2 Tower Times July 2004 Spotlight on the District Spotlight on the District Spotlight on the District Spotlight on the District Spotlight on the District Spotlight on the District Spotlight on the District Spotlight on the District Spotlight on the District Spotlight on the District Spotlight on the District Spotlight on the District Spotlight on the District Spotlight on the District Spotlight on the District Spotlight on the District Spotlight on the District Spotlight on the District Spotlight on the District Spotlight on the District Spotlight on the DistrictBy Mark KaneKent StenmarkChief, Emergency Management/Security Office Some people have jobs that rarely put them in high-stress or emergency situations, while others very position description lets people know that they have a job that puts them in one of those situations on a regular basis. Kent Stenmark is the chief of the Emergency Management and Security Office division, and (you guessed it) his job is the District's leadership position in relation to emergency and security related activities. Stenmark says the elements of his job are exactly what he likes about it, but for reasons you probably won't find in his job description. "I enjoy what I do because of the variety of the work that I get involved in," said Stenmark. "You never really know what youÂ’re going to be asked to do next. Disasters and emergencies are unpredictable. It makes the day-today activities very interesting. It helps a lot if youÂ’re adaptable and flexible to whatever comes your way." Stenmark said his job requires him to ensure the District is prepared to respond to any disaster or emergency that may occur. He does this by making sure all response team members of the District are trained as well as possible to work specific tasks during an emergency event. These tasks can include nearly all disciplines that make up the District workforce. "In the past weÂ’ve focused the majority of our response and recovery efforts toward floods, but since 9-11 weÂ’ve shifted our thoughts to an all hazards approach," said Stenmark. "All types of disasters, whether natural or manmade, become an event where the Corps can provide extensive response and recovery assistance." During those events people's lives are greatly affected and the Corps' interaction with those people comes with the job. "ThereÂ’s a great deal of satisfaction knowing you have helped someone out in what is probably their greatest time of need," said Stenmark. Images of floods and sandbags more than likely come to mind when a person thinks about the Corps' duties in relation to emergency management, but Stenmark says it goes much further. "The Corps offers so much expertise that it's become a recognized resource to draw upon during most any type of situation," said Stenmark. "An interesting development over the past few years is that our responsibilities no longer lie just within the District boundaries. WeÂ’ve shifted from a local response organization to a national response team and on occasions, we assist on an international basis. The efforts in Iraq and Afghanistan are good examples of our international involvement." Stenmark became the chief of Emergency Management/Security Office May 10, after working for two years as the chief of EM/SL in the Charleston District, in Charleston, S.C. He previously worked in the District EM/SL office from August 1990 to July 1992. For a quick summation, Stenmark said he's lived in nine states during his lifetime. He was originally born in Little Rock, Ark., called Las Cruces, N.M., home from his grade school years through college, and currently lives in Milan, Ill. Stenmark earned a bachelor's degree in mechanical engineering technology from New Mexico State University in Las Cruces, N.M., and his masterÂ’s of business administration from St. Ambrose University in Davenport, Iowa. While he was attending NMSU he came away with more than a college degree, he met his wife Beth. "We met in college and have been together ever since," said Stenmark. "WeÂ’re in our 24th year together." Stenmark's hobbies include an occasional round of golf, woodworking, flyfishing (which he said he used to do quite a bit when he lived in Wyoming and Colorado), and the enjoyment of vintage cars. "I appreciate well-restored classic cars and enjoy going to car shows," said Stenmark. "IÂ’m mostly interested in the cars from the 60s and 70s era. IÂ’ve owned several. ItÂ’s probably about time I got another." Stenmark's advice to anyone reading this article is, "DonÂ’t forget to take time each and every day to smell the roses. Life is too short to not appreciate what you have." Kent Stenmark poses with his catch during an early-90s fishing trip. One of StenmarkÂ’s favored hobbies is fly-fishing.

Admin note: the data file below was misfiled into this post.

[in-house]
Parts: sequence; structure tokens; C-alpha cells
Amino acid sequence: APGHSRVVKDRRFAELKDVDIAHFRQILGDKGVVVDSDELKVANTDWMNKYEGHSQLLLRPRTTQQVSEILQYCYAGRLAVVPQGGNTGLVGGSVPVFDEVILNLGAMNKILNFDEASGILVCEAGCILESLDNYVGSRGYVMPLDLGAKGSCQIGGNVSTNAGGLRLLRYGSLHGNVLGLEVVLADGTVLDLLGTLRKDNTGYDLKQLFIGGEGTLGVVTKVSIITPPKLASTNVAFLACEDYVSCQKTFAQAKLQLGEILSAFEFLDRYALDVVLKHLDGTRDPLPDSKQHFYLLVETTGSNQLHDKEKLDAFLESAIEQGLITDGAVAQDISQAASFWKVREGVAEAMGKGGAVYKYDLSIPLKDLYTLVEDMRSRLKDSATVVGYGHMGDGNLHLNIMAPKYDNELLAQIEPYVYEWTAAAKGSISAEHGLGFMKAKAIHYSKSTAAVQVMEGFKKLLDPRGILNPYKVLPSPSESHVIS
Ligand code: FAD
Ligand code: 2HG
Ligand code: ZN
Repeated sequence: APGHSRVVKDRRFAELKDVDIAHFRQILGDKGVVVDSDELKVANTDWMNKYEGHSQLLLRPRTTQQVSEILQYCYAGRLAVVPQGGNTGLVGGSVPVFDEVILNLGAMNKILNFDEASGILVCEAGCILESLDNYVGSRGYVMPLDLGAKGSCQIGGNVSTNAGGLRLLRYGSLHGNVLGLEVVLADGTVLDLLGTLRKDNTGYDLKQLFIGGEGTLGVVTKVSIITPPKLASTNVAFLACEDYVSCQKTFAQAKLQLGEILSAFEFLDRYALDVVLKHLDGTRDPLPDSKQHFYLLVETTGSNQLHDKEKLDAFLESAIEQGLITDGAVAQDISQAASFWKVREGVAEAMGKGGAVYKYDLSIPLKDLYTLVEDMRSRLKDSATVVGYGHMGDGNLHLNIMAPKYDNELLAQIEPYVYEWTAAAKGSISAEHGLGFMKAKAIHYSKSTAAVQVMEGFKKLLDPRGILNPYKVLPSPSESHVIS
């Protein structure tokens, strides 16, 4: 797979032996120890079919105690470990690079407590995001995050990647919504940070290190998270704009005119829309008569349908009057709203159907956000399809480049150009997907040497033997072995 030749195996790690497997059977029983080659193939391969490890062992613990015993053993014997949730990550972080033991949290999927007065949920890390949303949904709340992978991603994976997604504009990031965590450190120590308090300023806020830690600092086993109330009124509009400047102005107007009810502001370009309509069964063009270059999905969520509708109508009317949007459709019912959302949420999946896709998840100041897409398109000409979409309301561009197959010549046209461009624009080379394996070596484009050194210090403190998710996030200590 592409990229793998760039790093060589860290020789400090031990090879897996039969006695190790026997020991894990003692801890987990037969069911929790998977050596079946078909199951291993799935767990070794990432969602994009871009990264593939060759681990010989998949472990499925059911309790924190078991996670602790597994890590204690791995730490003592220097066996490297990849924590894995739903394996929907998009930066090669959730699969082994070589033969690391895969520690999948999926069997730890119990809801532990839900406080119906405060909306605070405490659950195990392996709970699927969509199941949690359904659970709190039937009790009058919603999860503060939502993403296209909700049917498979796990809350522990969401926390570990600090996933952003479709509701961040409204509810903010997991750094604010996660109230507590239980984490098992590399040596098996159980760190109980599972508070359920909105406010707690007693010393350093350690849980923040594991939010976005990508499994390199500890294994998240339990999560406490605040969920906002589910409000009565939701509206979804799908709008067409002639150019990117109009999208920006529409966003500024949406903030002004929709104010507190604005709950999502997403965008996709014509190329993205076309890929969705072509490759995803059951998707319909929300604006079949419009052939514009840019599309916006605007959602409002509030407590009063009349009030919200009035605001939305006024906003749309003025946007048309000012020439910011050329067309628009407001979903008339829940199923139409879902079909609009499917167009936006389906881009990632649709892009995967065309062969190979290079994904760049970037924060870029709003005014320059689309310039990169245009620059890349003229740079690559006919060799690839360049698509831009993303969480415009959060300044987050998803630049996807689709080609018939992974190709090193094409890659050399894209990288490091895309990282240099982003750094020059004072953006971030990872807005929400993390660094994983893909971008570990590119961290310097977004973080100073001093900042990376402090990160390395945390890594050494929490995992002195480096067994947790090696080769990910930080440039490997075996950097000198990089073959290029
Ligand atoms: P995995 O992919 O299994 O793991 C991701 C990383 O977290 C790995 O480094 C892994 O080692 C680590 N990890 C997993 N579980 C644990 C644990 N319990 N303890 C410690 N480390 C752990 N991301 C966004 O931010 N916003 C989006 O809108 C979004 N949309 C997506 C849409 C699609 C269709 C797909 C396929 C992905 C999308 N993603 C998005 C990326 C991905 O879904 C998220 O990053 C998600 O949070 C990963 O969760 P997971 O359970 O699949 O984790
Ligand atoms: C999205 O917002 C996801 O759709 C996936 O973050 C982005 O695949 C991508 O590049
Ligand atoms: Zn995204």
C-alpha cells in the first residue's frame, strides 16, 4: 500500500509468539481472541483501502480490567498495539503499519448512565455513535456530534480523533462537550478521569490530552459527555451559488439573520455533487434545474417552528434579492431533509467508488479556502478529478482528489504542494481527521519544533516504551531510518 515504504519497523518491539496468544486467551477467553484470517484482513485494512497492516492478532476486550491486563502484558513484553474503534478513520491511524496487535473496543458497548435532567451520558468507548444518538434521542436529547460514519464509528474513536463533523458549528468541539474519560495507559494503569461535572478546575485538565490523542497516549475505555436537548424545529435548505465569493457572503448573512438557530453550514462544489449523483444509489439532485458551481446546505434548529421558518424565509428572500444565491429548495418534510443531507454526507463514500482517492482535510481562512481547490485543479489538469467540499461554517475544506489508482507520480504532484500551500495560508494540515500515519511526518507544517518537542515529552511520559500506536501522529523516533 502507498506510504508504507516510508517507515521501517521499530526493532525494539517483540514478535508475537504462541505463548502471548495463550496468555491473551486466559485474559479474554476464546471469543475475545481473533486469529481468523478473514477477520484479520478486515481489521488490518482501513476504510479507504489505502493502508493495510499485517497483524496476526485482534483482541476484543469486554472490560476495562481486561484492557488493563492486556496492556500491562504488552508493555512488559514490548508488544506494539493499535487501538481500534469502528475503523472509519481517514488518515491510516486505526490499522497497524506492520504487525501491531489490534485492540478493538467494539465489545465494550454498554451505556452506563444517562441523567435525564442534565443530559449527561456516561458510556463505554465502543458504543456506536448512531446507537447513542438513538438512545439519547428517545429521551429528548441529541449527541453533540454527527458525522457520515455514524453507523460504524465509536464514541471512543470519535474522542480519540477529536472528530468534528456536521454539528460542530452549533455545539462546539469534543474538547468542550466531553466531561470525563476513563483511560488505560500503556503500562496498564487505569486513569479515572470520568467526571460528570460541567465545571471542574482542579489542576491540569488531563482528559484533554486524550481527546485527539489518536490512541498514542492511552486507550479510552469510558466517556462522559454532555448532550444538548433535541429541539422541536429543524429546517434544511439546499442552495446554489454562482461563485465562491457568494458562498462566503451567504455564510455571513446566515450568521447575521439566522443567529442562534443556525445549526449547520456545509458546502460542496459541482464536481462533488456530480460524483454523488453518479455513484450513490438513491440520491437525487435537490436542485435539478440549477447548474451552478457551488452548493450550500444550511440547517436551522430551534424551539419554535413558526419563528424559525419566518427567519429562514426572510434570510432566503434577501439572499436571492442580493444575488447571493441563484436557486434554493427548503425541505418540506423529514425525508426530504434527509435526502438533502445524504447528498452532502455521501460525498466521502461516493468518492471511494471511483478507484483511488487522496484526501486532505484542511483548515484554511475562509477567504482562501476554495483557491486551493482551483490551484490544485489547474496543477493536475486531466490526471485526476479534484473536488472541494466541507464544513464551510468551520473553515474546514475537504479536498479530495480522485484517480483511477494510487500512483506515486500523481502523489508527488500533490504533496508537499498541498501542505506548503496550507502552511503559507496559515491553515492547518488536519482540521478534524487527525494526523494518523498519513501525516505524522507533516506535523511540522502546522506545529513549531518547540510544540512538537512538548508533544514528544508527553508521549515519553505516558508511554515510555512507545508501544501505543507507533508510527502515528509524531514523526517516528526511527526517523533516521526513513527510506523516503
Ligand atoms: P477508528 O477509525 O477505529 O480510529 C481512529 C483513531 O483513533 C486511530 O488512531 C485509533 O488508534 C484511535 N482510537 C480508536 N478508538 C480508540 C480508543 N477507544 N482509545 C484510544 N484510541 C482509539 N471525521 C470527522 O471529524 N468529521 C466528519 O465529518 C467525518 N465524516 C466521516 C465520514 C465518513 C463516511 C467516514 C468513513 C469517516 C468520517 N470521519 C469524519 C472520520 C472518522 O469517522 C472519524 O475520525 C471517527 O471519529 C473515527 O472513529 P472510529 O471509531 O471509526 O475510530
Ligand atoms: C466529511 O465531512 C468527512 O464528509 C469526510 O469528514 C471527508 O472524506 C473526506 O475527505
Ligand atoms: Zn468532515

District Engineer Col. Duane P. Gapinski Editor Mark Kane Chief, Public Affairs Ron Fournier This newsletter is an authorized publication for members of the U.S. Army. Contents of the Tower Times are not necessarily official views of, or endorsed by, the U.S. Government, Department of Defense, Department of the Army, or the Rock Island District U.S. Army Corps of Engineers. It is published monthly using offset press by the Public Affairs Office, Rock Island District, U.S. Army Corps of Engineers, Clock Tower Building, Box 2004, Rock Island, IL 61204-2004. Phone (309) 794-5730. Circulation 1,500. The deadline for submitting articles for the Tower Times is the 7th of the preceding month. Send articles to Editor, Public Affairs Office, U.S. Army Corps of Engineers, Clock Tower Building, P.O. Box 2004, Rock Island, IL, 612042004.The Tower Times is printed on recycled paper. On the web, in living color, at: http://www .mvr .usace.army .milJuly 2004Tower TimesContents On the Cover Spectators in Prospect Park, Davenport, Iowa, watch the Grand Excursion 2004 parade of boats June 25, as they pass in front of the District's Clock Tower Building and Arsenal Island. Five riverboats cruised the Mississippi River in the Quad-Cities to officially launch the weekend event. Photo by Jeff Cook, Quad-City Times.Kids Turn Out at Coralville to Paint Water Safety MuralsJuly 2004 Tower Times 35Grand Excursion6 7 Tower TimesU.S. Army Corps of Engineers Rock Island District Vol. 26 No. 8 July 200411 Record Numbers Attend District Fishing Clinic